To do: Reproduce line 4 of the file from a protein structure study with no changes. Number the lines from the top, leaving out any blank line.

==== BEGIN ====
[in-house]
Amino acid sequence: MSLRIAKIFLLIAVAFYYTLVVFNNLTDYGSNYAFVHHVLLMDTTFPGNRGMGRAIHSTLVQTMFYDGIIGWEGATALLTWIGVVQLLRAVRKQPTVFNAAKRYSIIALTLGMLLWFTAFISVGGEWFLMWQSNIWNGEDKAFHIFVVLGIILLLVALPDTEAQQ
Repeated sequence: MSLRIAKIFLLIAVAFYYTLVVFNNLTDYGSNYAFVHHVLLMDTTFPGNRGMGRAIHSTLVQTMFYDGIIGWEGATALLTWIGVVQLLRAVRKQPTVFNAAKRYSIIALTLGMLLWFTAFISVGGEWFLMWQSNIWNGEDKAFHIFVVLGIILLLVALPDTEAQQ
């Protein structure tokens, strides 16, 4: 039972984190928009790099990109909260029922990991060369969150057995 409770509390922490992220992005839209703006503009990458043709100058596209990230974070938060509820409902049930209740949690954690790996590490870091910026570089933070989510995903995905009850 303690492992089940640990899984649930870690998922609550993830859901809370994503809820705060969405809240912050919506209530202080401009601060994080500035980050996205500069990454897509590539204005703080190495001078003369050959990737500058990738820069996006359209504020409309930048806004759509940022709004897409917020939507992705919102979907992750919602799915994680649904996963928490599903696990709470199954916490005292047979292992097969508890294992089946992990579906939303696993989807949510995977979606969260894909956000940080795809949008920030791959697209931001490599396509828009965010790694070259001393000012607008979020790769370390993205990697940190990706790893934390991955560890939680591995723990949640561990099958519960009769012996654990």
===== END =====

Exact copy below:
């Protein structure tokens, strides 16, 4: 039972984190928009790099990109909260029922990991060369969150057995 409770509390922490992220992005839209703006503009990458043709100058596209990230974070938060509820409902049930209740949690954690790996590490870091910026570089933070989510995903995905009850 303690492992089940640990899984649930870690998922609550993830859901809370994503809820705060969405809240912050919506209530202080401009601060994080500035980050996205500069990454897509590539204005703080190495001078003369050959990737500058990738820069996006359209504020409309930048806004759509940022709004897409917020939507992705919102979907992750919602799915994680649904996963928490599903696990709470199954916490005292047979292992097969508890294992089946992990579906939303696993989807949510995977979606969260894909956000940080795809949008920030791959697209931001490599396509828009965010790694070259001393000012607008979020790769370390993205990697940190990706790893934390991955560890939680591995723990949640561990099958519960009769012996654990």